Modeled with a miniaturists care, its movement suspended
in time, the infant is realized with a tenderness held in
check by an uncommon reserve.
The growth of Joe is mapped in three other paintings, two
of them accompanied by preparatory drawings that are as finished
and satisfying as the final painting. As in all his works
on paper, graphite caresses the page with consummate gentleness,
making drawing as much an instrument of love as of depiction.
Bigbees paintings of his son make no concessions to
familial nostalgia and repel sentimental association with
centuries of putti and plump bambini. Bird I
and Bird II, each dated 1998-99, are exceptionally
fine. Each presents the viewer with a nude male-child, solemn,
unselfconscious, guarded by his own innocence. One figure
varies from the other by only the slightest directional shift
in head and foot and by the position of its arms in relation
to a captive bird.
The modernity of the child is unmistakable. Again, it is
the composition that reverberates with memories of a living
past. The bird-in-hand recalls fifteenth century fondness
for images of the Ladys young Son playing on the ground
with birds. It carries us through the Renaissance in scores
of Holy Family scenes, in Bronzinos delightful portrait
of Giovanni de Medici at 18 months. It crosses paths
with countless folk portraits of children with their pets
Bird I sets the child on a mound of embroidered nature,
a hint of tapestry tradition and of the paradise garden that
serves us still as an emblem of childhood. Bird II
sets him at the edge of wide water, a luminous white cloth
discarded on the sand. In reality, this is probably Joes
nappy but, iconographically, it is cousin to those bits of
white drapery intended to presage the shroud in Renaissance
Nativity scenes. And why not? Outside the garden, nature is
vast; the world as a whole dangerous and disturbing.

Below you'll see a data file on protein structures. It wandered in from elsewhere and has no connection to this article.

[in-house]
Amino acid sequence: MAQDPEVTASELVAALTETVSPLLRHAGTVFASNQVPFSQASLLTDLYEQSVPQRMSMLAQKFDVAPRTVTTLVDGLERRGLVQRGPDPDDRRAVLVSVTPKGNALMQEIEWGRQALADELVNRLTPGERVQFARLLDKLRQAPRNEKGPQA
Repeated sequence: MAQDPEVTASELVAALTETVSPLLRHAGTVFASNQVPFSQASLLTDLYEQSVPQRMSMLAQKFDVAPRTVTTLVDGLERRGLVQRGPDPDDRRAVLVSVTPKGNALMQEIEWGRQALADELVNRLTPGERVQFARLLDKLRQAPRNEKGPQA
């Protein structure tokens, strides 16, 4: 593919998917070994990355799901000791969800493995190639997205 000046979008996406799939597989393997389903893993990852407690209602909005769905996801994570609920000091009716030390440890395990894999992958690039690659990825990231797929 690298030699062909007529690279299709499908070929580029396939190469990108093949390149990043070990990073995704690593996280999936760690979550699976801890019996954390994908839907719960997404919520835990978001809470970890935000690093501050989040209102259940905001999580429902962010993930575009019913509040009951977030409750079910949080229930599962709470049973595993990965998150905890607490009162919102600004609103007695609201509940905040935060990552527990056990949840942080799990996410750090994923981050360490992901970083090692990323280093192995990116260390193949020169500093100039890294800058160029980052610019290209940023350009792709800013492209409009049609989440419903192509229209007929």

Precise as their contours are, Bigbees figures avoid
the sharp cutting edge of primitive paintings. Contours recede
from the eye, the forms enveloped by atmosphere. Subtle blending
of pigmentspulling background color forward into fleshcreates
shade as well as depth. In Joe (Self-Portrait) there
is greater circulation of air, more definitive shadowing and
closer observance yielding more anatomical rendering than
in any other work on exhibit. The figure has a chiseled, sculpted
quality, with a greater tonal contrast that functions inadvertently
as a chastisement to his female nudes. However lovely, these
seem weaker, more schematic, by comparison.
Bigbees females, modeled on his wife Ann Binder, have
a radiant sweetness purged of seductiveness. Beautiful in
an undemanding way, they present themselves less as women
than as embodiments of something unspecified. Of good breeding,
perhaps, or good manners. Ann with Plant, 1990-91,
finds her in an awkward, rather meditative pose, nude but
with her socks still on. If only we had knocked before entering.
Standing Nude, 1991-99, exhibits her, front view, with
the formality and leafy ornaments of a Crivelli madonna. Instead
of lush fruits, Bigbee flanks his modest nude with exquisite
plant cuttings in glasses of water. The ensemble suggests
the triumph of cultivation, delicacy, over the unruly impulses
of nature. Comme il faut and ethereal, her nudity is
as chaste as her sons. Mother, like child, does not
welcome our approach.
The catalogue essay by Sylvia Yount compares Bigbee to Balthus:
"While disquieting moods and a cool eroticism are shared
features of both artists work, one senses a greater
depth of feeling in Bigbees art. " This is catalogue-speak
in an otherwise fine commentary.
Much as Bigbee may have been struck, as all serious figure
painters have been, by the power of Balthus 1984 exhibition
at the Metropolitan Museum of Art, his work bears little similarity
to the masters beyond a mutual attraction to Piero.
Balthuss passion for Piero was married to an equal appetite
for Courbet, the fusion resulting in such robust glories as
The Room, 1947-48. Here, a magnificent young female
nude stands, arm extended, in the same gesture that lends
historical weight to Joe (Self-Portrait). The origin
of the gesture is the single point of contact. Its purpose,
mood and promise are poles apart, with eroticism residing
exclusively in the Balthus.
Automatic equations of nudity with eroticism rob Bigbee of
his distinguishing characteristic: namely, a counter-cultural
reserve that, paradoxically, expresses feeling through the
strength of the effort made to mute it.
Bigbee is not served by minimizing the emotive depth and sweep
of Balthus oeuvre. It is not necessary to manufacture
claims for Bigbee. His art sustains itself on its own intelligent
and gracious terms. See it and youll understand.